“Violence against women is a heinous human rights violation, global menace, a public health threat and a moral outrage,” Secretary General of the UN, Ban Ki-moon said in a recent statement to frame the United Nations Commission on the Status of Women in New York. The recent commission, bringing together 140 leaders from countries around the globe had the primary aim of agreeing a clear global standard regarding gender equality: governments are obligated to protect women, and in no way are religions, traditions, or national customs to provide a loophole within these obligations.
The focus on education and awareness among young-people seems particularly encouraging. It is only through education that our entrenched constructions of and assumptions about gender will be shifted. Men and women, we are taught from a young age, are this and that – women are submissive, emotional, in need of protection – and men are strong, dominant, and aggressive. If we are taught to accept that men are naturally predisposed to attack women, act violently, to rape – then what results are comments such as UK and Indian police chiefs locating the cause of rape in the actions of women, and the banning of miniskirts and certain types of trouser in Swaziland due to these items being ‘rape-promoting’. The simple essentialising assumption that men simply cannot help themselves and women must adjust their behavior according to this will never reduce the shocking fact that seven out of ten women globally are subject to violence. The location of the solution for this problem by the commission in prevention and education is therefore a stride towards long-term improvements in gender equality.
“We will keep moving forward to the day when women and girls can live free of fear, violence and discrimination. The 21st century is the century of inclusion and women’s full and equal rights and participation,” UN Women’s Executive Director, Michelle Bachelet concluded after the commission – although this is not entirely the case. Countries such as Russia, Iran and the Vatican all took issue with the wording of the commission, as well as the Muslim Brotherhood in Egypt and pro-life groups in America – fearing that it would lead to the disintegration of traditional values and structures. It is telling that countries such as Iran, Russia and Vatican all have vested political interest in maintaining male dominance as a requisite of preserving illegitimate power. Of course they would dress up their opposition in terms of structural changes being a threat to “culture” or “tradition”. These two sacred terms are often seen as things that should not be modified, indeed we should fight at all costs to preserve them – more often than not these are simply ways of justifying present dominations and injustices.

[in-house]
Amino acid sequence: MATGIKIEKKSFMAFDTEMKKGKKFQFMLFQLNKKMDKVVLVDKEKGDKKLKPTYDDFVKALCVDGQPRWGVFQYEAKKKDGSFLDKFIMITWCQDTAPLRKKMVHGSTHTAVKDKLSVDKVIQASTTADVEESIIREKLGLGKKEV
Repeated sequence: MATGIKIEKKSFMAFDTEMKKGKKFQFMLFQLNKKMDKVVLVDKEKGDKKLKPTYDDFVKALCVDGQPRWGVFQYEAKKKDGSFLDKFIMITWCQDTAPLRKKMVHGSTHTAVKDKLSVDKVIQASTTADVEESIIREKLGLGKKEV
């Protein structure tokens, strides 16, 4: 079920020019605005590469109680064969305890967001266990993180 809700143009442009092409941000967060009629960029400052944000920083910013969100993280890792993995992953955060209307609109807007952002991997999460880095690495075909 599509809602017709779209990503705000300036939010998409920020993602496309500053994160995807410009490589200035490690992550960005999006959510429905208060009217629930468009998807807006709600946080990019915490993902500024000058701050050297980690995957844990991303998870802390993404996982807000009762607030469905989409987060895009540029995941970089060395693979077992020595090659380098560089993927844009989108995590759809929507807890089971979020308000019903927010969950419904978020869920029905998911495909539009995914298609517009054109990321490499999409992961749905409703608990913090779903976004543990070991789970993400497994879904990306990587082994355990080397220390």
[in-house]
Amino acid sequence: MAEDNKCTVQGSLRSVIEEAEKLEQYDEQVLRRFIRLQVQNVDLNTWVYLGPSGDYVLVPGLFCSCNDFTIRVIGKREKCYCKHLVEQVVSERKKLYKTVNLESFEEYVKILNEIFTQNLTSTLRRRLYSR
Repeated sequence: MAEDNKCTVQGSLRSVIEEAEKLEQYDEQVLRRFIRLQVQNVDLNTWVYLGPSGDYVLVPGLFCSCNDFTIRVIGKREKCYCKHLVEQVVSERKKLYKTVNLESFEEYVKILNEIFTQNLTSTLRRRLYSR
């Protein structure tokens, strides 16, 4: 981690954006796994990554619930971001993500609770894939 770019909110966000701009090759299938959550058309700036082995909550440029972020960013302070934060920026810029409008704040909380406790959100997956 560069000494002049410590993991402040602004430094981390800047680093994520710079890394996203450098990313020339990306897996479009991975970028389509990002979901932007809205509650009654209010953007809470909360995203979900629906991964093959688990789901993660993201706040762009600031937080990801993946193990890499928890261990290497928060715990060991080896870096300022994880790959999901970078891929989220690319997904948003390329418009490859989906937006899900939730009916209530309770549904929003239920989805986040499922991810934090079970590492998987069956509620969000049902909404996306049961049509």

Whilst the impact of the commission is limited until superpowers such as Iran and Russia adopt a more decisive stance against violence towards women, its focus on education and prevention should have far reaching positive consequences in the future. What needs to be assaulted is the very way in which we understand what the labels ‘woman’ and ‘man’ mean, and how they work to create inequality. The entrenched assumptions of difference and dominance (men are stronger than women, naturally dominant, naturally prone to be violent, gender roles are natural), in my opinion, will only change if addressed from the very earliest stages of education and cultural upbringing.
Jack W. Lewis